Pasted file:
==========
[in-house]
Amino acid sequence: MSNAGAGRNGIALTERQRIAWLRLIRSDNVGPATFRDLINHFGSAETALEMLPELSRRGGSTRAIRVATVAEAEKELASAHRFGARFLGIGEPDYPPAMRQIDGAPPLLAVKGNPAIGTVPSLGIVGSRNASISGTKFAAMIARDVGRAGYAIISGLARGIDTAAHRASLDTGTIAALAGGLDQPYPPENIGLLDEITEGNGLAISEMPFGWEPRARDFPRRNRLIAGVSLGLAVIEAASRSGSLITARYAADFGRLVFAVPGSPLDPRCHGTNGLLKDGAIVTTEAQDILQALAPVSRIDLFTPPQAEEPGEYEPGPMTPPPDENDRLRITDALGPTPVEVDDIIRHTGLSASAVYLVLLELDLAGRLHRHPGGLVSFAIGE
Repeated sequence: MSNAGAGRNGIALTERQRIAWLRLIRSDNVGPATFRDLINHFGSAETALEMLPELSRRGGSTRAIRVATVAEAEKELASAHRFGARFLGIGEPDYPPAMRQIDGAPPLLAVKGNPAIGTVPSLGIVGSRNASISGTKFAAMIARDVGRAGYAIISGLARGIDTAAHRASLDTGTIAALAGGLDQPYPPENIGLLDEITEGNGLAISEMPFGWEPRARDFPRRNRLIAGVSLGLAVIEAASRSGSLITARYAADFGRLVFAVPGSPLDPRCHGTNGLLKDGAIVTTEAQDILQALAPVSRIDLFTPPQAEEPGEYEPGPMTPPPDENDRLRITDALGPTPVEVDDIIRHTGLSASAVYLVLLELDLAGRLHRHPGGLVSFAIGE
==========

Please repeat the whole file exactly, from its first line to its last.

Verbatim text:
[in-house]
Amino acid sequence: MSNAGAGRNGIALTERQRIAWLRLIRSDNVGPATFRDLINHFGSAETALEMLPELSRRGGSTRAIRVATVAEAEKELASAHRFGARFLGIGEPDYPPAMRQIDGAPPLLAVKGNPAIGTVPSLGIVGSRNASISGTKFAAMIARDVGRAGYAIISGLARGIDTAAHRASLDTGTIAALAGGLDQPYPPENIGLLDEITEGNGLAISEMPFGWEPRARDFPRRNRLIAGVSLGLAVIEAASRSGSLITARYAADFGRLVFAVPGSPLDPRCHGTNGLLKDGAIVTTEAQDILQALAPVSRIDLFTPPQAEEPGEYEPGPMTPPPDENDRLRITDALGPTPVEVDDIIRHTGLSASAVYLVLLELDLAGRLHRHPGGLVSFAIGE
Repeated sequence: MSNAGAGRNGIALTERQRIAWLRLIRSDNVGPATFRDLINHFGSAETALEMLPELSRRGGSTRAIRVATVAEAEKELASAHRFGARFLGIGEPDYPPAMRQIDGAPPLLAVKGNPAIGTVPSLGIVGSRNASISGTKFAAMIARDVGRAGYAIISGLARGIDTAAHRASLDTGTIAALAGGLDQPYPPENIGLLDEITEGNGLAISEMPFGWEPRARDFPRRNRLIAGVSLGLAVIEAASRSGSLITARYAADFGRLVFAVPGSPLDPRCHGTNGLLKDGAIVTTEAQDILQALAPVSRIDLFTPPQAEEPGEYEPGPMTPPPDENDRLRITDALGPTPVEVDDIIRHTGLSASAVYLVLLELDLAGRLHRHPGGLVSFAIGE